Automakers have been equipping vehicles with headlamps, taillamps, and auxiliary lamps to ensure safer driving, especially at night, for more than 100 years. A vehicle’s headlamps brighten the road ahead to help drivers get clear visibility, while its taillamps help drivers of other vehicles to notice the presence of this vehicle on the road.
In addition to headlamps and taillamps, automakers equip vehicles with auxiliary lights, such as turn signal lights, daytime running lights (DRLs), and front and rear fog lights. Each light contributes to safer driving, leading to reduction in traffic accidents.
Some of these lights also help drivers to communicate their driving intents with other road users, including drivers of other vehicles, cyclists, and pedestrians. For example, when a driver slows down or stops their vehicle, the brake lights and center high-mounted stop lamp (CHMSL) turned on waring fellow drivers to take note of this manoeuvre and adjust their vehicles’ speed. Similarly, when the driver changes their lane, they use turn indicator lamps to warn fellow drivers.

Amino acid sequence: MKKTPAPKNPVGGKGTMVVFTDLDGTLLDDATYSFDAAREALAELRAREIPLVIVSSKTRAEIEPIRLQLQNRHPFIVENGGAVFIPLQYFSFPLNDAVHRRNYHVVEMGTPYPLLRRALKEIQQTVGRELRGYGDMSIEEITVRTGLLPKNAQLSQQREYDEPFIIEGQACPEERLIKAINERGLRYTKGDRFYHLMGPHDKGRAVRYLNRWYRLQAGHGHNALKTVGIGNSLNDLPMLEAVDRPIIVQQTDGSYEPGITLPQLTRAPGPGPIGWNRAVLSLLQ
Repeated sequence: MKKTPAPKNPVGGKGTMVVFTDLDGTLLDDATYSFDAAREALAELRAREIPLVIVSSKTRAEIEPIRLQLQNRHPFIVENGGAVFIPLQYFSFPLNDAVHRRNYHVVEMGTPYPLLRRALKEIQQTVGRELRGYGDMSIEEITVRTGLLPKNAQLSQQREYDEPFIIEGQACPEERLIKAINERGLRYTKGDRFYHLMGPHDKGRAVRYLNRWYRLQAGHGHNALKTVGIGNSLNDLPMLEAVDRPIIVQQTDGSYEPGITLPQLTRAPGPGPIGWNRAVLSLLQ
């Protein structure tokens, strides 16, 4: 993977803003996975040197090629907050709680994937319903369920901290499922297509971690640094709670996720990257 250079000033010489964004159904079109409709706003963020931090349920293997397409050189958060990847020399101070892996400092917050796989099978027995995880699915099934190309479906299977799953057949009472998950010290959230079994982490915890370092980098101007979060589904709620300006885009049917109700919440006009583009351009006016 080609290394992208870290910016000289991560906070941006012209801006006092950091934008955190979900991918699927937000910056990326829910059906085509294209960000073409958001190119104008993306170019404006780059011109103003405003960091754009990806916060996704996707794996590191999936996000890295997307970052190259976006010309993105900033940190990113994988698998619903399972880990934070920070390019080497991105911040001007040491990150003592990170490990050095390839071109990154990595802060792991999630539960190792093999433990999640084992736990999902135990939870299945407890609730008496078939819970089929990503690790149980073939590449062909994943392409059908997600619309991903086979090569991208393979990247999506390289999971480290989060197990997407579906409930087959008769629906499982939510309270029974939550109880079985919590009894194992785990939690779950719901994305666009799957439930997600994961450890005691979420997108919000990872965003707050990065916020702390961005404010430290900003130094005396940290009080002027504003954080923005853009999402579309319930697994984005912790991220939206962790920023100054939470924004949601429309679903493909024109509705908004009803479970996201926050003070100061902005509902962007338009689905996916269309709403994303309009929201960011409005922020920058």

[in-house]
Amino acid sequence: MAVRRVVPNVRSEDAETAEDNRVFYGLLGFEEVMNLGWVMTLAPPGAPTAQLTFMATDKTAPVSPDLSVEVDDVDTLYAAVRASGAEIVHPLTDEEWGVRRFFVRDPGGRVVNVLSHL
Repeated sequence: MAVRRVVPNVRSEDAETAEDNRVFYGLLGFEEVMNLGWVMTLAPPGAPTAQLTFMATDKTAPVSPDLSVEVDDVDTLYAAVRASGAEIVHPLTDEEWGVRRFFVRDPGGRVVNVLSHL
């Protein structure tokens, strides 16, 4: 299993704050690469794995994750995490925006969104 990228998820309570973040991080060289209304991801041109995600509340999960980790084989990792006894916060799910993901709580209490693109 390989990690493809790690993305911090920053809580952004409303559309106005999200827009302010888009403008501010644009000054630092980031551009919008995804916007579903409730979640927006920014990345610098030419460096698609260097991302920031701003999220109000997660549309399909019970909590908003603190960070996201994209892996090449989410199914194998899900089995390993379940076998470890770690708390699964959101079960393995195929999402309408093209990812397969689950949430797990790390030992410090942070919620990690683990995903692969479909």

Automotive lighting has achieved significant progress in the past 30 years, which has contributed to safer driving not only at night, but also in adverse weather during the day. The new report “How lighting can be used to increase safety” offers an in-depth analysis of how development in automotive lighting contributes to safer driving. The report also highlights how automakers can leverage the recent development in lighting technologies to further enhance safer driving.
a) Report summary
b) Research methodology
2. Technology analysis
b) Light distribution technology for headlamps
d) Auxiliary lamps
e) Interior lights
f) Lighting as means of communication
g) Lighting to support safer driving of autonomous vehicles